Retrival was done more for what might be learned that is unknown about threats to other bears, humans, or the unknown. They quickly determined to do a necropsy and sought out where that might be done, calling first to the National Wildlife Health Center in Madison, WI, where they knew of a good program and where they had previously sent birds.  They were interested in doing the necropsy, so the Rangers made the arrangements and got to the area to get the cub as quickly as they could.  The goal: get the cub to the lab as soon as possible to learn as much as they can from this loss.

Once there, they saw that once the Mother and cub left, "the birds were already there...scavengers" they wanted to get the cub picked up quickly.  

The three Rangers deliberately went without guns (they would not put themselves into a situation where they would have to kill the sow to retrieve the cub), but they did carry bear spray for protection. They also wore surgical gloves for their own protection (standard practice). They were glad that the Mom and cub had gone off and seemed not to be concerned with the boat or staying close enough to see the people.  Ranger Michael said he could see them and that they seemed oblivious to what was happening, not really looking back to that area. "She didn't look over...moving upriver looking for fish..."

They worked quickly to get the pictures and to pick up the cub and get it to the boat.  I mentioned the bag in my report previously, but the reason they did not use it was that chilling the tissue was important, and the air flow would do that.  Once they got it tagged and packed in ice, they were off to the airport.  They didn't even determine the gender.  That was not a concern for then, time was of the essence.  Later they let the WI folks know, and they will email the gender when they know.

Ranger Roy had some pictures to share that Leslie took of the cub at the site.  From those they observed:
-some hair was pulled out and on the ground
-there were no signs of trama
-"looks clean", no blood, perhaps fecal matter as expected after 3 days with loss of muscle/control
-"some" small amount of foam on underside of the mouth
-muscle tone good
-no external injuries
-weighed about 60 lbs (1 lb when born, now about 9 to 10 months old) "...was a plump cub...they eat well here..."

The three did all the walking around where these bears were known to have been just to see if there was anything obvious that might help them find out what might have happened to this cub.  Nothing was found to give any clues.

They talked a little bit about the sow.  She has had a limp since 2013.  She went elsewhere that year after she was seen with the limp, and didn't frequent areas where people were.  This year she came down to the platform and seemed ok, but there is a limp perceptible still. Look for her tip-toeing. And report it if you see her.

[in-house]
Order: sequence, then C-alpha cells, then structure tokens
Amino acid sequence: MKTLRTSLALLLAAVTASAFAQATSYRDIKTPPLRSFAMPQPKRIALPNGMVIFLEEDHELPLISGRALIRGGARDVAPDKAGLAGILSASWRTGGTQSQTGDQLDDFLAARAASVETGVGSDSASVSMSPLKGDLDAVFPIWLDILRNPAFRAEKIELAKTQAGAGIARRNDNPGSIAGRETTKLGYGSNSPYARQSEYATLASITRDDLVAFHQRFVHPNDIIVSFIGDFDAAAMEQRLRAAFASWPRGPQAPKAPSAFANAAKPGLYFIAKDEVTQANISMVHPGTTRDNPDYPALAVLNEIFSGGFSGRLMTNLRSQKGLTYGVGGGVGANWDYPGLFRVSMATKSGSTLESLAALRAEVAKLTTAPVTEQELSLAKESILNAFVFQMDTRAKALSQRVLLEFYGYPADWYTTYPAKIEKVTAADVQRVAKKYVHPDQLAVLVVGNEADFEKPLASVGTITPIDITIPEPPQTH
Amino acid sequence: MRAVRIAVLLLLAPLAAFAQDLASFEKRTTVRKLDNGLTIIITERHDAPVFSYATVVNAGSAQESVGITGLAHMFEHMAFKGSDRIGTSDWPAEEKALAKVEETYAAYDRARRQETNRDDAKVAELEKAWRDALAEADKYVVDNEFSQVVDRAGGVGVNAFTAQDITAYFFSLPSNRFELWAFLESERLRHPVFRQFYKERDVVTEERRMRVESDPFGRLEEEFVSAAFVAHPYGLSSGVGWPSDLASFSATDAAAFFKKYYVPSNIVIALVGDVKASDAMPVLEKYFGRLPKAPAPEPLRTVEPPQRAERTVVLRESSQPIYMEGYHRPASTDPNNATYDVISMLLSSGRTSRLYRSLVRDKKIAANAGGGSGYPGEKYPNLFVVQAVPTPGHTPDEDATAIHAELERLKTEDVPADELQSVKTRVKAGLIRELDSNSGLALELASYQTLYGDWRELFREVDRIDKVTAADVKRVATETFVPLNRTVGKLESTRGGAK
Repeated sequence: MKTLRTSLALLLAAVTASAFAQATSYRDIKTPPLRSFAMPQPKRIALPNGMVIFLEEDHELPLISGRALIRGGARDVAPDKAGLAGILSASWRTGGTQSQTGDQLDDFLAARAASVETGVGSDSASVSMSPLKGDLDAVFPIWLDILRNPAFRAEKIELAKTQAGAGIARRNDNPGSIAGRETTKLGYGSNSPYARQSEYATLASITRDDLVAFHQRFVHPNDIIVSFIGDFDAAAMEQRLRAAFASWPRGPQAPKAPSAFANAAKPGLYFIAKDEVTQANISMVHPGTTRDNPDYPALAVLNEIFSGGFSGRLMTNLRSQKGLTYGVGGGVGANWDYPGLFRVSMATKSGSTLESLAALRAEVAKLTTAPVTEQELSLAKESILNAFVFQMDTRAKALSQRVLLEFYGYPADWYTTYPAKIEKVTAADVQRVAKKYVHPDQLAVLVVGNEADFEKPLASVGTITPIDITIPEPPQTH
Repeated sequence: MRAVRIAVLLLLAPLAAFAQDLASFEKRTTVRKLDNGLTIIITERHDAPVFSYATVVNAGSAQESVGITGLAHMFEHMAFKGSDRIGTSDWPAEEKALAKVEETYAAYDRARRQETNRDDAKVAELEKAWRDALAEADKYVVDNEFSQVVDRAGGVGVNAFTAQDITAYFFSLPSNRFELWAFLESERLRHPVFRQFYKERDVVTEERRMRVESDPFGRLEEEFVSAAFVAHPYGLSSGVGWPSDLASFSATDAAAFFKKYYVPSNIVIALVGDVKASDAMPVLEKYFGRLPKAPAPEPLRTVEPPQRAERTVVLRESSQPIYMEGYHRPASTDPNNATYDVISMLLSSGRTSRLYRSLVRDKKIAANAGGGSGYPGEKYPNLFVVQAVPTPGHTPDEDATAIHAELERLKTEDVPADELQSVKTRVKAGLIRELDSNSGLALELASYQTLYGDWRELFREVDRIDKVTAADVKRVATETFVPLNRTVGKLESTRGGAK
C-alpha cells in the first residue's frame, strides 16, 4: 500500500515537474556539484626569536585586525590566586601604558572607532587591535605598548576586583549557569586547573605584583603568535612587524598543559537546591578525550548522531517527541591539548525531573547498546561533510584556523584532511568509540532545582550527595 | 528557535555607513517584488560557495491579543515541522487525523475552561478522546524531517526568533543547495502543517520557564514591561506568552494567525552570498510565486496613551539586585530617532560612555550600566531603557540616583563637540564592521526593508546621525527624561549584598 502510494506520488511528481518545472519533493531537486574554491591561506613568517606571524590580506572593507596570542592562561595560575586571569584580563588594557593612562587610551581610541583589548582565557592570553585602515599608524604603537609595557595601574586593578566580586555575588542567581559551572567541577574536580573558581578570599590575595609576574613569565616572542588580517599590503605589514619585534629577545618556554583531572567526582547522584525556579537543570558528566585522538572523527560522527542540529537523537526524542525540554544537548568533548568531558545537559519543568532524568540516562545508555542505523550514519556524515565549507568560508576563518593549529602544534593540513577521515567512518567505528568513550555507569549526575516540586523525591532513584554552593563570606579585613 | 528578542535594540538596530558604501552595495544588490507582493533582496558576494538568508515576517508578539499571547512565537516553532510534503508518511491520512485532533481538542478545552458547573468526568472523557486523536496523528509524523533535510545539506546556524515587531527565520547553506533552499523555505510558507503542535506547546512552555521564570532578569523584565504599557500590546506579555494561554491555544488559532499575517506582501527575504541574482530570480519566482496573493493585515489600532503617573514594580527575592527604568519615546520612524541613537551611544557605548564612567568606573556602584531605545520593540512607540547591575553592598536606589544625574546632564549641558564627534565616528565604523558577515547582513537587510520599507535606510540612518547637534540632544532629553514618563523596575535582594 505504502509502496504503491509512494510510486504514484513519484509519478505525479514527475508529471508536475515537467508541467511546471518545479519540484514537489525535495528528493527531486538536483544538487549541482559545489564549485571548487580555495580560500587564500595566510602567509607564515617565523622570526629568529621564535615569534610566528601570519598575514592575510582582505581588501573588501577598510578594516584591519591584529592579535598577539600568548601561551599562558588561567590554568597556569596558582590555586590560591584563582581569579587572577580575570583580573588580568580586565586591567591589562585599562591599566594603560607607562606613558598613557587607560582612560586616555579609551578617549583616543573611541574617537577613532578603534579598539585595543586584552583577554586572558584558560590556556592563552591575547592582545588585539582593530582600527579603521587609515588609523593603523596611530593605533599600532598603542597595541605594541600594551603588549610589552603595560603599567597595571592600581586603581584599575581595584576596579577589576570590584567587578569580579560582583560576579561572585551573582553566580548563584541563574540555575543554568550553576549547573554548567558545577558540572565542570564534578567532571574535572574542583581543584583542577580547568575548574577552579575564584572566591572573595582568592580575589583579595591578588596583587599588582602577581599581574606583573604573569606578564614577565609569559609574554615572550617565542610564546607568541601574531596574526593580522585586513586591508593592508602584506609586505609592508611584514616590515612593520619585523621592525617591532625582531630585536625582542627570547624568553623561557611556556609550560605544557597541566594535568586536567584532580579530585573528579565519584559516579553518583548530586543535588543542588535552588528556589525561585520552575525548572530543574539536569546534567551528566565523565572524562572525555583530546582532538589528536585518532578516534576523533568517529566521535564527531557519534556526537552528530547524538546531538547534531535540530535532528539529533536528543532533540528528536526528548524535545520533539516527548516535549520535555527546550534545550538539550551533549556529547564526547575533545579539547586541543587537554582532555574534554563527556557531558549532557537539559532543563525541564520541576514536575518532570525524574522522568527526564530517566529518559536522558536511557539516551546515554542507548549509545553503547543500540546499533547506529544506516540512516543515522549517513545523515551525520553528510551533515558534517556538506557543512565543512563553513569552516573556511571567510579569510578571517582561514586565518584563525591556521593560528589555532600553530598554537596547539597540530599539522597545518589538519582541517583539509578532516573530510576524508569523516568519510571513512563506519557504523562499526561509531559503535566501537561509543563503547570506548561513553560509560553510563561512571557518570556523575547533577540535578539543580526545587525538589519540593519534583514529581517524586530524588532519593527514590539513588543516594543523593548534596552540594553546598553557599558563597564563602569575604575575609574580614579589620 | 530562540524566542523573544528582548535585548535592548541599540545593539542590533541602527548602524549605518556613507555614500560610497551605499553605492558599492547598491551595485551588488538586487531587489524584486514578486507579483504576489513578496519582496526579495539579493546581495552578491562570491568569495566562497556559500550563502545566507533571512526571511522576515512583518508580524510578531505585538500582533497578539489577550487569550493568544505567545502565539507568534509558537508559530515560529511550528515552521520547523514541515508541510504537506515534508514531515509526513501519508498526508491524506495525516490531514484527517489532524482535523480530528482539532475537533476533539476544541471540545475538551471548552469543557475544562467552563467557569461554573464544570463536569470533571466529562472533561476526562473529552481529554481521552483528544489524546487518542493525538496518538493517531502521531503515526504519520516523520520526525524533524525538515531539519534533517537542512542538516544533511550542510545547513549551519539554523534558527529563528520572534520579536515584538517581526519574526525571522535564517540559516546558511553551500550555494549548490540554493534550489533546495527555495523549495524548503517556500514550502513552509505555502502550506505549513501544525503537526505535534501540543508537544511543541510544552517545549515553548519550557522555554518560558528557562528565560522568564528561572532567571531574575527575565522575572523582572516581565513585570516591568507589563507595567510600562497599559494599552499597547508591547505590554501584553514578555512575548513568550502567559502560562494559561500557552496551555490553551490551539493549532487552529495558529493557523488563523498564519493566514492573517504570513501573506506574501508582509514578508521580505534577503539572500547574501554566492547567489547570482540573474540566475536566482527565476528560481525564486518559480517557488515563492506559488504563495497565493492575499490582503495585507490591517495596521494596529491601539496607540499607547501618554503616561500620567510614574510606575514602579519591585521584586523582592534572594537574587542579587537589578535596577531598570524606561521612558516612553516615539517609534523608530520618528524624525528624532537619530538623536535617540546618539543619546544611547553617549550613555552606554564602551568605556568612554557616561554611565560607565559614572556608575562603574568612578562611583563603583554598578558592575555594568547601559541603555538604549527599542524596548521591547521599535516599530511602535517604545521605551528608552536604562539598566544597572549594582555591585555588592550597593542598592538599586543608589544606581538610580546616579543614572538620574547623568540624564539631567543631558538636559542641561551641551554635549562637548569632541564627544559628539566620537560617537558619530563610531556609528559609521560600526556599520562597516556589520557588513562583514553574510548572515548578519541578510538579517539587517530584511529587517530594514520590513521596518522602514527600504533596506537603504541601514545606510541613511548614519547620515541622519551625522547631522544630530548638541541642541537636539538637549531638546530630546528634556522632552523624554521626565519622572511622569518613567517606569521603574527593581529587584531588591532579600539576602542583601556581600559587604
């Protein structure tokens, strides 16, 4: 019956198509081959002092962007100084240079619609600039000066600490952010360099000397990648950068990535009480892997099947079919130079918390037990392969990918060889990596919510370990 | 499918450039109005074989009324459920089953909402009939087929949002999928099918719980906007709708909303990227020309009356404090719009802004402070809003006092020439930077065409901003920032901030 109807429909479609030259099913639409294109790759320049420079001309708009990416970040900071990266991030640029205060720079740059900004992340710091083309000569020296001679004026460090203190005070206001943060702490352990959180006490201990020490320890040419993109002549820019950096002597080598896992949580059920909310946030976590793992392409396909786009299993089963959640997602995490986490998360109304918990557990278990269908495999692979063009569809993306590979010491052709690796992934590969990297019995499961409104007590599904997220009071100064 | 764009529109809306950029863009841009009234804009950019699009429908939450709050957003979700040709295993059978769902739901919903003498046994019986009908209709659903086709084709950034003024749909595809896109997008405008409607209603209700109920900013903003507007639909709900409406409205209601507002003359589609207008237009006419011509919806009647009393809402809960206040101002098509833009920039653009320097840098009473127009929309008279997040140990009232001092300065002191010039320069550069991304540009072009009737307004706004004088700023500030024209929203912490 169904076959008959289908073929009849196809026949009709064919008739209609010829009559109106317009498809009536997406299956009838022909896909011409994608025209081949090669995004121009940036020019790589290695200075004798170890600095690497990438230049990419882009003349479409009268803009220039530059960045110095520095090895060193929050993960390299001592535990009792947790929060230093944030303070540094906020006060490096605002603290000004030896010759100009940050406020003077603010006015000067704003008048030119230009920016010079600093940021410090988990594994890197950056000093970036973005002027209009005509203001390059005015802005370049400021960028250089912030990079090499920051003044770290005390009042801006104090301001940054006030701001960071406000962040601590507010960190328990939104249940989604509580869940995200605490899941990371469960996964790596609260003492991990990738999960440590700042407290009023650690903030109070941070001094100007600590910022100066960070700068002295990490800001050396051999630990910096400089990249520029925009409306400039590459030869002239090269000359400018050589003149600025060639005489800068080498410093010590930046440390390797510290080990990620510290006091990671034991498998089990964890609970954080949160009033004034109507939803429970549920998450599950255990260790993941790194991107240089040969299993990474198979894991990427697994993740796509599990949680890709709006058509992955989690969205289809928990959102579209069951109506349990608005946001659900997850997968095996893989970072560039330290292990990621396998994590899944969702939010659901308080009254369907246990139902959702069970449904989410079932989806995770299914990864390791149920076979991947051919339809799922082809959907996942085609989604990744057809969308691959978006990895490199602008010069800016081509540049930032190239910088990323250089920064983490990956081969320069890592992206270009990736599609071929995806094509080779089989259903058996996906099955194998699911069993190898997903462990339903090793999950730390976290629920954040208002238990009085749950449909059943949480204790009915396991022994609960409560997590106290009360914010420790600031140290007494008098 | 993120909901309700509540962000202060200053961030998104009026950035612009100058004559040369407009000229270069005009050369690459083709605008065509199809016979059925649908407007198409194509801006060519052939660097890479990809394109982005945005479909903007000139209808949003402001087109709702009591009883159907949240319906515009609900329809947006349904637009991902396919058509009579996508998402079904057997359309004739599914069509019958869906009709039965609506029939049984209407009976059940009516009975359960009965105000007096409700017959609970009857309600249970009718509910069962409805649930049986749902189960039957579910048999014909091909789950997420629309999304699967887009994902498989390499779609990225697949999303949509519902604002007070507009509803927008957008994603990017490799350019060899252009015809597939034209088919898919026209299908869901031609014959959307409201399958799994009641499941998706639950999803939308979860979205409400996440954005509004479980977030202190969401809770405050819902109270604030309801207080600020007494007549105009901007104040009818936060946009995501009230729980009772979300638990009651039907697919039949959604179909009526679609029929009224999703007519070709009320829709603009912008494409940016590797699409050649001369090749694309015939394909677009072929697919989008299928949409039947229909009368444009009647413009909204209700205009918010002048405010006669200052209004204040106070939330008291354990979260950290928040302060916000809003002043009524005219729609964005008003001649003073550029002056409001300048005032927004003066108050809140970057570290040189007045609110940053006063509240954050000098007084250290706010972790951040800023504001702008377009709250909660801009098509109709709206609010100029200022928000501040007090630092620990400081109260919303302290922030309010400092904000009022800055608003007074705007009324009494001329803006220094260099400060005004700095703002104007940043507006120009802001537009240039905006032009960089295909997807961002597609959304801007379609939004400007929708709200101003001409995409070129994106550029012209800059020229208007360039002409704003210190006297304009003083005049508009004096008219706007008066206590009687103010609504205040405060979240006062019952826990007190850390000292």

This year is her first documented litter, but they don't know if it is her first.

If there were foul play, they couldn't share it because of criminality.  Also can't speculate, so must wait.  

The necropsy was being done today, so by the end of the week, or maybe Monday, there will be some results -- just basic information (called "gross necropsy").  Details will come later. Lab tests, time to grow samples of toxins, bacteria, or viruses, will take time to do and evaluate.  

This was a 60 pound cub and it would take a large amount of some things to sicken it.  They mentioned things like parvo virus, rabies, and distemper, but these have not been found in bears in Alaska.  (Have seen in Europe.)  Salmon have tapeworm, but it's different from that found in meat, and "highly unlikely to cause death in a  bear."  Antifreeze that might kill a dog, probably not kill a bear, and they mentioned that they use propolene-glycol and that being very unlikely.

On a lighter note, they joked about how much chocolate people send them (which they all love) but all agreed that if people wanted to send them something, send them money to do DNA tests (costs $50 to $100/sample) to test all the bears at Brooks Camp for possibility of inbreeding!!  There's speculation that there may be some because of all the bears that keep coming there, but there's little reason to suspect that it occurs. (A limited study in 2005-08 yeilded not enough to know if there is an inbreed population. Yet, the topic comes up!)

This was a great discussion and these people are terriffic.
Logged

"...that compulsive old scribbler, the universe, jots down another day."
  - "Moose in the Morning, Northern Maine," Mona Van Duyn
JudyB
Administrator
*
Offline Offline

Location: Midcoast Maine
Posts: 7,937



WWW